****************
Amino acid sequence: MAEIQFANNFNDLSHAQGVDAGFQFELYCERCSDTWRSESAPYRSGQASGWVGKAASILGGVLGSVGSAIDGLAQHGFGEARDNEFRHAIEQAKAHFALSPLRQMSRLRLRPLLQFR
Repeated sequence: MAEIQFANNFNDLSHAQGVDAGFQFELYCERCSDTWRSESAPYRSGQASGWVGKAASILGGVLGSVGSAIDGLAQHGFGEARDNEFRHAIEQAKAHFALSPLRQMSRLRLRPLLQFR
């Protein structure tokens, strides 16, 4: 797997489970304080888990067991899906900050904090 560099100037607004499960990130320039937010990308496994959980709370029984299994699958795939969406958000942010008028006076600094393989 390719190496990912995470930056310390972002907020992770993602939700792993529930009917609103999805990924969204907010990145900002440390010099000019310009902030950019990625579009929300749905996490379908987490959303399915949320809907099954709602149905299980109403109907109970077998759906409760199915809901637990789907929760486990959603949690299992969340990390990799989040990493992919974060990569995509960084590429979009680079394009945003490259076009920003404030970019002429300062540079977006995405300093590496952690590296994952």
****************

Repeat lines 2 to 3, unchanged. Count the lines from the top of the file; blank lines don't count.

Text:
Repeated sequence: MAEIQFANNFNDLSHAQGVDAGFQFELYCERCSDTWRSESAPYRSGQASGWVGKAASILGGVLGSVGSAIDGLAQHGFGEARDNEFRHAIEQAKAHFALSPLRQMSRLRLRPLLQFR
């Protein structure tokens, strides 16, 4: 797997489970304080888990067991899906900050904090 560099100037607004499960990130320039937010990308496994959980709370029984299994699958795939969406958000942010008028006076600094393989 390719190496990912995470930056310390972002907020992770993602939700792993529930009917609103999805990924969204907010990145900002440390010099000019310009902030950019990625579009929300749905996490379908987490959303399915949320809907099954709602149905299980109403109907109970077998759906409760199915809901637990789907929760486990959603949690299992969340990390990799989040990493992919974060990569995509960084590429979009680079394009945003490259076009920003404030970019002429300062540079977006995405300093590496952690590296994952």